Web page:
By the time he left, even Gilless had apparently grown weary of the constant turmoil.
He closed out his tenure in a contract negotiation year with deputies by doing away with the clause that allowed them to be able to run for public office without being forced to take a leave of absence.
Of the eight candidates in the Democratic and Republican primaries, two are part of Luttrell’s command staff, four more have management positions below the command staff and one is a former ranking officer. Only one has never been a sheriff’s deputy.
The winners of the primaries advance to the Aug. 5 general election. The winner there will become the 46th sheriff. He or she will be the first sheriff to be term limited under terms of a Shelby County charter amendment approved by voters in a 2008 countywide referendum.
Randy Wade and Reginald French are the most recognizable names in either primary. Wade was the Democratic Party’s 2002 nominee for sheriff. French was the 2006 Democratic nominee. Each lost to Luttrell.
This time they are joined by more than the same primary at the same time. Willingly and unwillingly, they are the undercard match for the August Democratic congressional race between incumbent Steve Cohen and former Memphis Mayor Willie Herenton.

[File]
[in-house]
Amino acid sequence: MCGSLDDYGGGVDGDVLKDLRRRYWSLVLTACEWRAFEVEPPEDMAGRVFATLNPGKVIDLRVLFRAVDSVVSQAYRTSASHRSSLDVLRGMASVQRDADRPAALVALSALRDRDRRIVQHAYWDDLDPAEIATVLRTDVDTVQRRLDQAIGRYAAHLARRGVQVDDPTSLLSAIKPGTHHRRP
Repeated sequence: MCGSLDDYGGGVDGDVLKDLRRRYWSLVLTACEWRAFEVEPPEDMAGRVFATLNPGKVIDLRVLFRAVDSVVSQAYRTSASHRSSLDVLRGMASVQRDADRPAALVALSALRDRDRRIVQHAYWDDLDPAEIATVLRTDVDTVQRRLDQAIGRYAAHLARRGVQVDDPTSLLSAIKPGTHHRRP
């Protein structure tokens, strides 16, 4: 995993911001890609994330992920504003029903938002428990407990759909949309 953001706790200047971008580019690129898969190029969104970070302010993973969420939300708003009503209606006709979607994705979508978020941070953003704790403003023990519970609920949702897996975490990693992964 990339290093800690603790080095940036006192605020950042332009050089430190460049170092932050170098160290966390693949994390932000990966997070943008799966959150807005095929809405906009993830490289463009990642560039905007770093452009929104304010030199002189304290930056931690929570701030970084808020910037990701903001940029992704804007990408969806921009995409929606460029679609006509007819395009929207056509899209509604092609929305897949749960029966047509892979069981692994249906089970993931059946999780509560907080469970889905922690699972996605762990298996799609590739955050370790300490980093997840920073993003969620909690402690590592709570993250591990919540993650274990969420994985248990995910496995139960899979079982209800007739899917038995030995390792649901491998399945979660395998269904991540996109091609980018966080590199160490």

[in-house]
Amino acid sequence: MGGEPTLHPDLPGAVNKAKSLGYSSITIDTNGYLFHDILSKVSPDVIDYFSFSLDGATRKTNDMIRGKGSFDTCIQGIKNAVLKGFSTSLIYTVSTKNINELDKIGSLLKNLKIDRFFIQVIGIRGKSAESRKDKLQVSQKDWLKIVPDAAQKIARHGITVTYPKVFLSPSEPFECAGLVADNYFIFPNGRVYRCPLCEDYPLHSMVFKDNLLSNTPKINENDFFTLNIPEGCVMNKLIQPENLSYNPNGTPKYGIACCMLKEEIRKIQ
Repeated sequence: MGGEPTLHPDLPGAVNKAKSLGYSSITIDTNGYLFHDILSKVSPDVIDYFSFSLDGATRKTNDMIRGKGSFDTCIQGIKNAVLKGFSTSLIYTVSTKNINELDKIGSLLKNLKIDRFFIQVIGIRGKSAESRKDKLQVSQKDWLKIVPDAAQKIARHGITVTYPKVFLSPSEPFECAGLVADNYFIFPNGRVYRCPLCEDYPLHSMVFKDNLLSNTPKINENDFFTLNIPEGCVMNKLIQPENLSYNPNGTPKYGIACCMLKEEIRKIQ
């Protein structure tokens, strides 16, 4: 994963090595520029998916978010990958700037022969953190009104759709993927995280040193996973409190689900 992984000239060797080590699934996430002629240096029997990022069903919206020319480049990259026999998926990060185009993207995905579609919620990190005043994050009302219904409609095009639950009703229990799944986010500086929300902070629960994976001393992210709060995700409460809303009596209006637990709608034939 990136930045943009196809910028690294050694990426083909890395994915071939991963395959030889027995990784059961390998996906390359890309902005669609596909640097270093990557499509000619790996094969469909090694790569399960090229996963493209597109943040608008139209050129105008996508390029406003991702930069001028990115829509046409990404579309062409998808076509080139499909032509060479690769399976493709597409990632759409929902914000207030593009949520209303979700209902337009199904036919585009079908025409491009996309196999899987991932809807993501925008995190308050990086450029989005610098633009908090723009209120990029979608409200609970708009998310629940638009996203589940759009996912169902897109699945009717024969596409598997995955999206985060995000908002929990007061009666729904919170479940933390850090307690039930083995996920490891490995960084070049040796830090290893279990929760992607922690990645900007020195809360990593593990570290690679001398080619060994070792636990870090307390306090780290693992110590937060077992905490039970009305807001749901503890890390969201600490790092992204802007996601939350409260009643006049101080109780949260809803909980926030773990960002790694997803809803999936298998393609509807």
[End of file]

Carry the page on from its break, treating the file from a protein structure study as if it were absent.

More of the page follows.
French is a close associate of Herenton. But in kicking off his campaign in February, French made liberal use of the word “independent” to describe how his campaign would work and what kind of sheriff he would be.
“We simply cannot afford to go back to the old-style ways of ideas of the past and political bosses,” French said. “To prevent crime and make our community safer, we must implement smart, effective policies and address the root causes of criminal activity.”
Wade, a former sheriff’s deputy, is a top aide and adviser to Cohen. Cohen describes him as his “brother from another mother.”
“They put me in the middle of Randy Wade and Reginald French because of their name recognition and their association with different politicians.”– Bennie Cobb, Candidate for sheriff
Cohen and Wade have been campaigning in tandem, including a set of billboards that went up last month around town featuring them as well as kickboxing champion Anthony “Amp” Elmore and television Judge Joe Brown.